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What's the secret to a happy marriage? It's up for debate
Recent research suggests that Republicans are more happily married than Democrats. But other experts say the secret of wedded bliss lies in economics or education. - photo by Lois M Collins
A "liberal-conservative divide" exists when it comes to whether people are happily married, according to a research brief just released by the Institute for Family Studies.

"It suggests partisanship is one cultural factor linked to the prevalence, quality and stability of family life in America," wrote W. Bradford Wilcox and Nicholas H. Wolfinger. Wilcox directs the National Marriage Project at the University of Virginia and is a senior fellow at the institute, among other titles. He has also done consulting work for the Deseret News. Wolfinger is a professor of family and consumer studies and adjunct professor of sociology at the University of Utah.

The duo analyzed the General Social Survey, ranking ideology on a scale that placed extremely liberal at the low end and extremely conservative at the high end of a seven-point scale. Moderates were at 4.

They conclude conservatives are much more likely to be married than either moderates or liberals, a relationship they say remains after they controlled for such demographics as race, age, sex, income and education.

They did not find a connection between ideology and the quality of a person's marriage when they looked only at married folks. "Although conservatives are more likely to be married than liberals, their marriages tend to be of equal quality," they wrote.

That changed when they looked at the "effects of political ideology on the chances of being in a very happy marriage among all Americans, not just those who are currently married." Then conservatives have a 12 point greater likelihood, which is somewhat diminished when controlling for race, age, sex, income and education. They concluded that it holds true that conservatives are more apt to be happily married because they're more apt to be married.

Others disagree about factors that lead to formation of happy marriages. A recent article in Time by Naomi Cahn and June Carbone, who co-wrote "Red Families v. Blue Families: Legal Polarization and the Creation of Culture," maintains the real issue impacting marriage including whether it happens at all is the economy.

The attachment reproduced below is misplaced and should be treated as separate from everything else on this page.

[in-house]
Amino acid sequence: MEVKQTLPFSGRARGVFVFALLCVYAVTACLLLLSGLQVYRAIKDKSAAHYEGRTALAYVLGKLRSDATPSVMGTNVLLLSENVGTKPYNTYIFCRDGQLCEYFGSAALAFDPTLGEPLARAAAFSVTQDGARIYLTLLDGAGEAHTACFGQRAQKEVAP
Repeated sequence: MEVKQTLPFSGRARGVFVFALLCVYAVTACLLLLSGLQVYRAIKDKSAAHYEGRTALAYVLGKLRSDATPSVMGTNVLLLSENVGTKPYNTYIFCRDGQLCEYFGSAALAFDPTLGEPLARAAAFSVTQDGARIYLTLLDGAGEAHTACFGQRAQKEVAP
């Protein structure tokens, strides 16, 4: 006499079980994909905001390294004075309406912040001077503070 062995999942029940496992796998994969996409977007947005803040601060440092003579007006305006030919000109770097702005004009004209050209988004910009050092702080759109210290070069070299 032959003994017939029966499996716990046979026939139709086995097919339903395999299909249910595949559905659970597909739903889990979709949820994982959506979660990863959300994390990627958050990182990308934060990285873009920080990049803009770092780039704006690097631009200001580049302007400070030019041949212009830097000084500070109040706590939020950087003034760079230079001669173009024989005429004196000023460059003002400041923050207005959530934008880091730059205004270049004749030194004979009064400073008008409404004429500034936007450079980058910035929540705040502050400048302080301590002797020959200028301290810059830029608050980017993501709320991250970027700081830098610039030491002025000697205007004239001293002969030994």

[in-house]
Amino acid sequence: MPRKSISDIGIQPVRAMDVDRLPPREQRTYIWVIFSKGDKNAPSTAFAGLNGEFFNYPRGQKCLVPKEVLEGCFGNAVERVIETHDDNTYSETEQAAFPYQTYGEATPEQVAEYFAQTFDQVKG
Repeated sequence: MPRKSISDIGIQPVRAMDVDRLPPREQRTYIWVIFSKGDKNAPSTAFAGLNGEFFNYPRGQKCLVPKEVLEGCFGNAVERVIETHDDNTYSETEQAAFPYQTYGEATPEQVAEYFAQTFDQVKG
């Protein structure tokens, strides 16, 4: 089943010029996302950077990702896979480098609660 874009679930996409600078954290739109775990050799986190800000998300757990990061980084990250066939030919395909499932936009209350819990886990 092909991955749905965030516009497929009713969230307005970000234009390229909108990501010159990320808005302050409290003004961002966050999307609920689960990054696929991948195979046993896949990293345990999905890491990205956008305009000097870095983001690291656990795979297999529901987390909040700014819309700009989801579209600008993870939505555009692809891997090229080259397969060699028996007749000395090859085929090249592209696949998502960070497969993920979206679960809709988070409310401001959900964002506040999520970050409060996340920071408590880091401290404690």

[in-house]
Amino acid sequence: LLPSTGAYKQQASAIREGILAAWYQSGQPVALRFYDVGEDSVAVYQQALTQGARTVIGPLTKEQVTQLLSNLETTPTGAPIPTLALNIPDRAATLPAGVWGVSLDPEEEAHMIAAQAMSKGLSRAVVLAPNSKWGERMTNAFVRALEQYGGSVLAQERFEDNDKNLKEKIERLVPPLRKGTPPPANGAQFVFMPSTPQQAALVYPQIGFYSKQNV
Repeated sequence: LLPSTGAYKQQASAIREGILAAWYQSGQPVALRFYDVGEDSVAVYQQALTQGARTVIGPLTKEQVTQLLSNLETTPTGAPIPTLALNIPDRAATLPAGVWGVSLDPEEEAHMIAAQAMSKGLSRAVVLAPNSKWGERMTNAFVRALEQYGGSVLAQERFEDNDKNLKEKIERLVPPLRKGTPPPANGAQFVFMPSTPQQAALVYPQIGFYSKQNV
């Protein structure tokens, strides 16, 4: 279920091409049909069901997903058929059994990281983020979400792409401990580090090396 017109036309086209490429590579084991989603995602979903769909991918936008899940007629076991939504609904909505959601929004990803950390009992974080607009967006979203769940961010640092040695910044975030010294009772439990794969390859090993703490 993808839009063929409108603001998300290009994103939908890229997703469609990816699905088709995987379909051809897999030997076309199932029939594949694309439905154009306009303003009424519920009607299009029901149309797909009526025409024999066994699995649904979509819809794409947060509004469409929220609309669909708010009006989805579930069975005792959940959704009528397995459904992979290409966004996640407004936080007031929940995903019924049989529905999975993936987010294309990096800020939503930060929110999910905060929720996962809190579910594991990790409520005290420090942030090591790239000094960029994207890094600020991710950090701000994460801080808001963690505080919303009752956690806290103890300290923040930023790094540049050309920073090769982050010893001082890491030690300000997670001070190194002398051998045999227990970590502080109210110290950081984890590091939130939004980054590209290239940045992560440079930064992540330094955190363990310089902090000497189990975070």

In their book, they noted that despite complexities in what's going on with families, "the conclusion is short and simple: It's the economy, stupid."

They write for the Time piece that "economic status is more important than political affiliation in shaping family structure and choices. All Americans except women in the top 10 percent of earners have seen their marriage rates decrease over the past 40 years. Moreover, the people most likely to report happy marriages have more education than anyone else, and the children of high income parents are more likely to attend and complete college. People with more education are also less likely to get divorced."

Education impacts whether couples marry at all and whether they become parents. A 2013 Pew Research Center study found "marriage has been on the decline for decades, particularly for those with less education. At the same time, the share of nonmarital births for the less educated has risen dramatically, and the likelihood of divorce remains significantly higher among those lacking a college degree than among those who have one."

Just in time for Valentine's Day last year, The Atlantic published an article with the headline "Marriage Stages a Comeback (but Mostly Just for College Grads).

New York Magazine says a brain imaging study published recently in Human Brain Mapping found relationship quality for older, long-married women "is particularly related to the neural activity they show in response to their husbands displays of positive emotion, rather than negative emotion."

Much of the advice on happy marriages has nothing to do with political persuasion, economics or education. The Internet also abounds with suggestions for maintaining marital bliss. Kindness, consideration, good grooming, intimacy and tolerance make the list in a 2014 Huffington Post advice piece.
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